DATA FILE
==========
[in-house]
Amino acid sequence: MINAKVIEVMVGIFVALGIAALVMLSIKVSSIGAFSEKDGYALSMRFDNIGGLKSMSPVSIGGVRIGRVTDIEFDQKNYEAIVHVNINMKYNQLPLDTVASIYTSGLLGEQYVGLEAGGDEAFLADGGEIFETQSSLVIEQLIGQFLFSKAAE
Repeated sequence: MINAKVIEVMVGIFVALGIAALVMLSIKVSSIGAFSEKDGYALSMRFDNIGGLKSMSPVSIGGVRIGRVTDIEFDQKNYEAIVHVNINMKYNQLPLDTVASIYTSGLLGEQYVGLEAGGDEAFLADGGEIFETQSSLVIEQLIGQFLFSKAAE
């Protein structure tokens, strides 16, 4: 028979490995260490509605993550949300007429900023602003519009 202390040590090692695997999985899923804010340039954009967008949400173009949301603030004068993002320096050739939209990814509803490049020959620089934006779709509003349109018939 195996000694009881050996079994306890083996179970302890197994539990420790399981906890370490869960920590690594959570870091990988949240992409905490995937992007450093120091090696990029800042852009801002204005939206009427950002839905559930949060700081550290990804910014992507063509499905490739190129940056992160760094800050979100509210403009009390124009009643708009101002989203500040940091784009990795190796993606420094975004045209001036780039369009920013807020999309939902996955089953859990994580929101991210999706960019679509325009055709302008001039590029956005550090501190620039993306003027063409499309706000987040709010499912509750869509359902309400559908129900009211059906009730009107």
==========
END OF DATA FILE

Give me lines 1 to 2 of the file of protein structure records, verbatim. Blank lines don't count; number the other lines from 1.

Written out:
[in-house]
Amino acid sequence: MINAKVIEVMVGIFVALGIAALVMLSIKVSSIGAFSEKDGYALSMRFDNIGGLKSMSPVSIGGVRIGRVTDIEFDQKNYEAIVHVNINMKYNQLPLDTVASIYTSGLLGEQYVGLEAGGDEAFLADGGEIFETQSSLVIEQLIGQFLFSKAAE